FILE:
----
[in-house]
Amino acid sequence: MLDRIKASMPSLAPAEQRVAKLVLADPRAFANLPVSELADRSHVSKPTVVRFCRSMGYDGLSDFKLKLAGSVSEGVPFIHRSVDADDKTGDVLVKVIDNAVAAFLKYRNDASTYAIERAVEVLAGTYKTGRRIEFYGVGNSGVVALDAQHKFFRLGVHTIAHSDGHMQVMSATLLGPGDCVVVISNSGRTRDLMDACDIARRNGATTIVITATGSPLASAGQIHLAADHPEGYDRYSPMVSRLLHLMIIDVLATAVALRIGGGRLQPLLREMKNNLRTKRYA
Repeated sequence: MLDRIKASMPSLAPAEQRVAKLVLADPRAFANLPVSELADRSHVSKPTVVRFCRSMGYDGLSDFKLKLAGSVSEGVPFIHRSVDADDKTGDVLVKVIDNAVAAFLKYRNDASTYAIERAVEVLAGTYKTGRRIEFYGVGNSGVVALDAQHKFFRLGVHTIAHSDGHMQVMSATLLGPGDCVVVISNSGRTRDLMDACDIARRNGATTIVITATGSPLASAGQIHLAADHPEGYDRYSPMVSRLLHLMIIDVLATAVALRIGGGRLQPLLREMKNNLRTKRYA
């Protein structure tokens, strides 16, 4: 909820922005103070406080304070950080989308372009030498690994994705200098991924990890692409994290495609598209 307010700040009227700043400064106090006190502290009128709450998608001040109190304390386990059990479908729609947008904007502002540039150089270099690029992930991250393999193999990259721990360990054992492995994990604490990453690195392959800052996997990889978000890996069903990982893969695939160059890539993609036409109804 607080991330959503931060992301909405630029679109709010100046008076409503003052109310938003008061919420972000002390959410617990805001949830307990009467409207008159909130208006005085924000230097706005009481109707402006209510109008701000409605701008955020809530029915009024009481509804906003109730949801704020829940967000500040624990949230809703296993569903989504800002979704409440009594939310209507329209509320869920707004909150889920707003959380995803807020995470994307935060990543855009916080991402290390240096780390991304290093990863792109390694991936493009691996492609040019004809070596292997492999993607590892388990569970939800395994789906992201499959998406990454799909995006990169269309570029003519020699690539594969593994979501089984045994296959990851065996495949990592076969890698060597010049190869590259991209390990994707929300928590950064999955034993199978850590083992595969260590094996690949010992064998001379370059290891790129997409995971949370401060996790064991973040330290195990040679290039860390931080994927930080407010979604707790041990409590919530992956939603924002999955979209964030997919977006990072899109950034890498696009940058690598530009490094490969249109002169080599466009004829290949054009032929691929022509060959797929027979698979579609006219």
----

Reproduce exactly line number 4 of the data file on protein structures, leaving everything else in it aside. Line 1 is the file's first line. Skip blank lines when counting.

């Protein structure tokens, strides 16, 4: 909820922005103070406080304070950080989308372009030498690994994705200098991924990890692409994290495609598209 307010700040009227700043400064106090006190502290009128709450998608001040109190304390386990059990479908729609947008904007502002540039150089270099690029992930991250393999193999990259721990360990054992492995994990604490990453690195392959800052996997990889978000890996069903990982893969695939160059890539993609036409109804 607080991330959503931060992301909405630029679109709010100046008076409503003052109310938003008061919420972000002390959410617990805001949830307990009467409207008159909130208006005085924000230097706005009481109707402006209510109008701000409605701008955020809530029915009024009481509804906003109730949801704020829940967000500040624990949230809703296993569903989504800002979704409440009594939310209507329209509320869920707004909150889920707003959380995803807020995470994307935060990543855009916080991402290390240096780390991304290093990863792109390694991936493009691996492609040019004809070596292997492999993607590892388990569970939800395994789906992201499959998406990454799909995006990169269309570029003519020699690539594969593994979501089984045994296959990851065996495949990592076969890698060597010049190869590259991209390990994707929300928590950064999955034993199978850590083992595969260590094996690949010992064998001379370059290891790129997409995971949370401060996790064991973040330290195990040679290039860390931080994927930080407010979604707790041990409590919530992956939603924002999955979209964030997919977006990072899109950034890498696009940058690598530009490094490969249109002169080599466009004829290949054009032929691929022509060959797929027979698979579609006219």